Supreme Court rules against disbarment for judge who was removed from office due to federal probe

By Kyle Barnett | Nov 2, 2012

Joan Benge

NEW ORLEANS – The Louisiana Supreme Court has ruled that Joan Benge may practice law in the state after a temporary suspension despite being removed from her elected position as a judge in the 24th Judicial District last year.

Benge was one of a few officials caught up in so-called "Operation Wrinkled Robe," a federal probe that found improper relationships between judges and attorneys in the 24th Judicial District Court. Two of Benge's peers ended up in federal prison due to the investigation.

The Louisiana Attorney Disciplinary Board recommended in March that Benge be disbarred due to her relationship with political supporter and plaintiff's attorney John Venezia. Two of the board members recommended a permanent disbarment while the majority recommended a disbarment that would have allowed her the chance to reapply to the bar after five years.

In the probe Benge, whose phone was tapped, was caught on tape saying that she would not have provided a settlement to one of Venezia's plaintiffs whose personal injury case she was handling he had been represented by a different attorney. Venezia's plaintiff, Philip Demma, received $4,275 in the 2001 case where he allegedly fabricated a story about cracking a tooth in a car accident.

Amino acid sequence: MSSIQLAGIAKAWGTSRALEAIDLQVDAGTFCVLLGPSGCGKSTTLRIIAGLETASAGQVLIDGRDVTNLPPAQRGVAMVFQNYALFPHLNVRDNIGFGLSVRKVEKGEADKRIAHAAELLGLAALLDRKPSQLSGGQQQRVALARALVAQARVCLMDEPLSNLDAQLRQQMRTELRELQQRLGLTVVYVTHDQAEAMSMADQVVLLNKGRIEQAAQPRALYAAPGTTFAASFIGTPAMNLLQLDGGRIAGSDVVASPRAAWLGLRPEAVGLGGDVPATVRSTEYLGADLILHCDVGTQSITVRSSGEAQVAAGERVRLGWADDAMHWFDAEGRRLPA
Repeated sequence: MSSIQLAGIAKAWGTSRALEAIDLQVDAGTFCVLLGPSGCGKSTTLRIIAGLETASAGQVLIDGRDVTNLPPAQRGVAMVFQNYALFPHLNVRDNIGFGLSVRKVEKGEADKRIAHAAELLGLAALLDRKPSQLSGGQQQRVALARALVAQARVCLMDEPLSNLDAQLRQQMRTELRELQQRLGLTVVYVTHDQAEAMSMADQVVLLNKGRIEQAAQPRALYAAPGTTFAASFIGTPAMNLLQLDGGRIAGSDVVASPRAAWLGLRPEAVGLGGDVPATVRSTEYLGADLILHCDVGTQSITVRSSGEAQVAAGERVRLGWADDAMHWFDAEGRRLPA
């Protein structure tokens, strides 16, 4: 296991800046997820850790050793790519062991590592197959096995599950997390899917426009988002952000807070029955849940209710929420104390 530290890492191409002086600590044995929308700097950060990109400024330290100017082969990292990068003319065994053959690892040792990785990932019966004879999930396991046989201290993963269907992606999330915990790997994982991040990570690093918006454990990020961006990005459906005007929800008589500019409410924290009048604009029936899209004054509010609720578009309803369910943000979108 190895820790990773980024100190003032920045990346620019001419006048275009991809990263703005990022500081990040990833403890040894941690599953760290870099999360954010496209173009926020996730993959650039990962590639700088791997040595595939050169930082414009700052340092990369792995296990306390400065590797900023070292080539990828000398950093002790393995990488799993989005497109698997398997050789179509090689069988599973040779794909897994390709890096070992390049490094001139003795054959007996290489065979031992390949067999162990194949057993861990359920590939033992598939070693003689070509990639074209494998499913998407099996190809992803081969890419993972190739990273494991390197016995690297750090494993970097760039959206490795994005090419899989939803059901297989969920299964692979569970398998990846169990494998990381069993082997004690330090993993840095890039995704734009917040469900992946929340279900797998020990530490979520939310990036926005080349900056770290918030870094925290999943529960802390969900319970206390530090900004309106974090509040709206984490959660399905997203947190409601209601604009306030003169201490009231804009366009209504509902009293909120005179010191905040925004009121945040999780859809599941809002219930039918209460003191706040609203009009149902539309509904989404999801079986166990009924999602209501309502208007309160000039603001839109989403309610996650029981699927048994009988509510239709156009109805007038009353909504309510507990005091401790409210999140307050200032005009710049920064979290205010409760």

Following the revelation Benge was removed from office by the Louisiana Supreme Court (LSC) in 2009 and gave up her law license temporarily. However, she was not charged with a crime.

In the Oct. 16 ruling the LSC affirmed that Benge's conduct was unethical, but was atypical of the rest of her professional career.

"Her award was not based upon the evidence presented at the trial of the matter, but rather, was influenced by her relationship with and bias and partiality for other individuals," the judgement read in part.

The LSC concluded that the sanction in cases such as Benge's is ordinarily disbarment, but that the committee "found no aggravating factors present."

The judgment found "character witnesses all gave uncontradicted and credible testimony about respondent's personal generosity and community involvement as a citizen and her competence and integrity as a judge and an assistant district attorney."

Instead of disbarment Benge was given an 18-month retroactive suspension of her law license by the court, which means in five months she will again be eligible to practice law in Louisiana.

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